Meanwhile, long-term fasting plans restrict your calories for three days or longer. For example, periodic fasting diets usually last three (or more days), and people may perform them once every few weeks (Paoli, 2019).
Finally, there are some fasting approaches—water fasting and dry fasting—that you may hear about from time to time. A water-only fast means that you’re eating nothing and drinking only water for an extended period (Finnell, 2018). A dry fast involves cutting out all food and liquids, which means you don’t even get to drink water (Papagiannopoulos-Vatopaidino, 2020).
It’s worth noting that a lot of the fasting terms and definitions are slightly up for debate. Even experts sometimes disagree about how to use them.
Tips for how to fast safely
While you should reach out to your healthcare provider before engaging in a new approach to eating, there are a few general safety tips that some experts recommend to people wanting to pursue a fasting regimen (Attiná, 2021):
- Avoid eating a processed or high-calorie meal right before the start of your fast.
- Avoid soft drinks or alcoholic beverages right before the start of your fast.
- If you plan on using caffeine during your fast, consume the Recommended Dietary Allowance of 200 mg/day.
- To best prepare your body for a fast, eating a Mediterranean-style diet can help provide your body with the micronutrients, fibers, and flavonoids it needs.
- Make sure you hydrate before and during your fast.
- Avoid strenuous activities like hard weightlifting workouts; instead, engage in a lighter activity like yoga.
- If you work in manual labor, it is best to plan your fasting days on your days off of work.
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Your healthcare provider may have additional safety tips that they want you to follow before fasting or tips that differ from those above.
Benefits of fasting
Fasting causes several different things to happen inside your body, including shifting the way your body makes and uses energy and changing the activity of your hormones, cells, immune system, and metabolism (Finnell, 2018).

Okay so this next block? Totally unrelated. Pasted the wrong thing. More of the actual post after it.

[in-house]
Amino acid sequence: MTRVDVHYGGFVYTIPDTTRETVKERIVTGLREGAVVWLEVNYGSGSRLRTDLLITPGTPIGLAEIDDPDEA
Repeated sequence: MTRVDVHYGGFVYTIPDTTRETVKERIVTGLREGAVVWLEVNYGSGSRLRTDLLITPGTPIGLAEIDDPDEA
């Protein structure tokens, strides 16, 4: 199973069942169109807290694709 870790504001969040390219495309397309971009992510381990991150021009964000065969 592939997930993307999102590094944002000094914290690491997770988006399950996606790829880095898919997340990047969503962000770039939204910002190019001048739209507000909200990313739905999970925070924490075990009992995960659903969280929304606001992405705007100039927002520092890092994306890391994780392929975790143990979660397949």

Much of the research on fasting looks at its effects in animals, resulting in a long list of possible—though unproven—health benefits. Some of those include a lower risk for cancer, a longer lifespan, and a lower risk for brain diseases (Sen, 2019).
Meanwhile, the results of clinical trials in people reveal numerous benefits. Some of these are (Finnell, 2018; Sen, 2019):
- Weight loss or reduced risk of obesity
- Improvement of blood pressure
- Cholesterol improvements
- Improvement of arthritis symptoms
- Lower risk for cardiovascular disease
- Lower risk for metabolic syndrome
- Reduced chronic pain symptoms
- Improved energy and quality of life
- Improved skin
- Reduction in symptoms of chronic inflammatory disorders
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While those findings are promising, experts are still sorting out many of the details. A lot of the long-term effects of specific fasting plans aren’t known. There’s some evidence that the effects of fasting change—for better, but maybe also for worse—if people practice these diets when they’re older, instead of early in life (Sen, 2018).
The big takeaway here is that the research on fasting’s benefits is encouraging. But there’s a lot we still don’t know.
Risks of fasting